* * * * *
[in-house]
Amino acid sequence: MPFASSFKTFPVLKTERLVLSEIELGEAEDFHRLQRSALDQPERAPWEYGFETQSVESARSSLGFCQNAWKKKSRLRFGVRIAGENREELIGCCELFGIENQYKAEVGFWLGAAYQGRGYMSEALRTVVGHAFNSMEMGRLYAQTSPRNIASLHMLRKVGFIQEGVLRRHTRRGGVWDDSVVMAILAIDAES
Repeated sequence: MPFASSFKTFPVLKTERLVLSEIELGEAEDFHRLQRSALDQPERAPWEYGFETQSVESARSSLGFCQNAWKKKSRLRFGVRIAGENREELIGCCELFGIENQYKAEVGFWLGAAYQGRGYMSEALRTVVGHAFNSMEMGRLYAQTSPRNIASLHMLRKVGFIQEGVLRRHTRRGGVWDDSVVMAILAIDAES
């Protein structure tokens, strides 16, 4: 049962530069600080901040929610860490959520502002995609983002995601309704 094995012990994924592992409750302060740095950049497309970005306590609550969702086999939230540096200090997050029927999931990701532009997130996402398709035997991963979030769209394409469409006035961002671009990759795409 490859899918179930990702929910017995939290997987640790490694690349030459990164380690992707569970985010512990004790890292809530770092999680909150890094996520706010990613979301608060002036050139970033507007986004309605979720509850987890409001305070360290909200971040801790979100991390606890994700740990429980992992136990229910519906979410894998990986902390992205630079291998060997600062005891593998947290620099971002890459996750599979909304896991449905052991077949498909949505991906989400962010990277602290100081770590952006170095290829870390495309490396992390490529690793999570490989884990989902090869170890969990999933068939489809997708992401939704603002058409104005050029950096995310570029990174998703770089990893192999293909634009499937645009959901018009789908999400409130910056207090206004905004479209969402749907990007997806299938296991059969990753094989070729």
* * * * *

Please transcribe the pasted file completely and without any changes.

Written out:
[in-house]
Amino acid sequence: MPFASSFKTFPVLKTERLVLSEIELGEAEDFHRLQRSALDQPERAPWEYGFETQSVESARSSLGFCQNAWKKKSRLRFGVRIAGENREELIGCCELFGIENQYKAEVGFWLGAAYQGRGYMSEALRTVVGHAFNSMEMGRLYAQTSPRNIASLHMLRKVGFIQEGVLRRHTRRGGVWDDSVVMAILAIDAES
Repeated sequence: MPFASSFKTFPVLKTERLVLSEIELGEAEDFHRLQRSALDQPERAPWEYGFETQSVESARSSLGFCQNAWKKKSRLRFGVRIAGENREELIGCCELFGIENQYKAEVGFWLGAAYQGRGYMSEALRTVVGHAFNSMEMGRLYAQTSPRNIASLHMLRKVGFIQEGVLRRHTRRGGVWDDSVVMAILAIDAES
């Protein structure tokens, strides 16, 4: 049962530069600080901040929610860490959520502002995609983002995601309704 094995012990994924592992409750302060740095950049497309970005306590609550969702086999939230540096200090997050029927999931990701532009997130996402398709035997991963979030769209394409469409006035961002671009990759795409 490859899918179930990702929910017995939290997987640790490694690349030459990164380690992707569970985010512990004790890292809530770092999680909150890094996520706010990613979301608060002036050139970033507007986004309605979720509850987890409001305070360290909200971040801790979100991390606890994700740990429980992992136990229910519906979410894998990986902390992205630079291998060997600062005891593998947290620099971002890459996750599979909304896991449905052991077949498909949505991906989400962010990277602290100081770590952006170095290829870390495309490396992390490529690793999570490989884990989902090869170890969990999933068939489809997708992401939704603002058409104005050029950096995310570029990174998703770089990893192999293909634009499937645009959901018009789908999400409130910056207090206004905004479209969402749907990007997806299938296991059969990753094989070729």